So this weekend I rode my bicycle around Lake Tahoe. Yes. All the way around. Haha. It is fun to say, especially when people always ask me if I really did go all the way around the lake. It’s 72 miles of fantastic scenery and over 4,000 feet of climbing!
I have been training for a ride called the AIDS Lifecycle, which takes place on June 2nd. It is a 545 mile bicycle ride from San Francisco to Los Angeles. Yes, all on bicycle. 🙂 I can hardly believe it myself. In January I had practically no experience on a bicycle.
When I joined the South Bay Blaze cycling group, I was scared to even ride 20 miles.
They told me that if I did the weekly training rides, which went up approx. 5 miles each week, I would be ready for the Lifecycle. With each ride, I felt tired at the end of each ride. In fact, I was exhausted. But as the weeks went on I felt more confident in my riding. I began to learn the lingo, how to call out road hazards to my fellow cyclists, and how to properly eat and drink for the rides (I also learned the wonderful recovery benefits of chocolate milk!) Sure I was tired every Saturday, but I was getting stronger, taking on more hills with confidence. I was getting to know the other riders and forming friendships with them. We went through many experiences together – chilly breezes on Winter mornings, blazing heat in mid-afternoons, seemingly impossible climbs up hills, as well as potholes, bumps, zooming cars, flat-tires, glass, wind, odd tan lines, spontaneous rain, achy muscles, funky post-ride hair-do’s, challenges with spandex, bug swarms, long restroom lines, angry storeowners, rude drivers, and overwhelmed eateries across the bay area. But through it all it warms my heart to know that my buddies are there too. That they are going through everything with me, and I with them. This is not something I have ever considered before, and through the camaraderie, I have since forgotten how much I initially feared this whole experience.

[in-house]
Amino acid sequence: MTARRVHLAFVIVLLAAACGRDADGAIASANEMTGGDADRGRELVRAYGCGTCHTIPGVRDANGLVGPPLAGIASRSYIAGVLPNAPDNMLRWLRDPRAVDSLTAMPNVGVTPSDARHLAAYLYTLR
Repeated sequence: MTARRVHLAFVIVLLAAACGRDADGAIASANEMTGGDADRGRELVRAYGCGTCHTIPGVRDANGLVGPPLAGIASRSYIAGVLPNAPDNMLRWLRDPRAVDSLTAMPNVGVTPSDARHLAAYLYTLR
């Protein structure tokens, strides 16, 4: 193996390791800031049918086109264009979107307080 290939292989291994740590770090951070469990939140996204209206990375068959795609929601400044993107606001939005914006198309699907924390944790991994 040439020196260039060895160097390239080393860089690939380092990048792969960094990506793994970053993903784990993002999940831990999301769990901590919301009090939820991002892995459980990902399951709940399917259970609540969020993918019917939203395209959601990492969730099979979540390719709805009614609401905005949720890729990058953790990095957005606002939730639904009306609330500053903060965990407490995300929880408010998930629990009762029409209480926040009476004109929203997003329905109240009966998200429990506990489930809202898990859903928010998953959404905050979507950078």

I ride because I have HIV and I want to make sure everyone who is living with HIV/AIDS can get the services they need. I was blessed with amazing services in my community and hope others get the services they need wherever they live. For me, this ride is about love and community, about sticking together when we can very easily find ourselves too busy, too scared to continue the struggle to fight HIV/AIDS. The disease is still with us, despite great medical advances, and it is up to us to show up and let people know that there are so many people out there who have been affected by this virus. Even if they themselves are not HIV positive, they know someone who is, and has died of HIV, or is a child, lover, friend, co-worked, relative, acquaintance, neighbor who is still struggling with HIV.
Lake Tahoe is a beautiful place, full of crystal blue waters, fertile land, crisp air and lovely vistas. But this weekend it was more. It was a place where I could let me soul find just a little bit of solace in the fact that the community I came here with was even more beautiful.
Thank you South Bay Blaze, Jamie Pereira and all our new friends for making this a weekend to remember!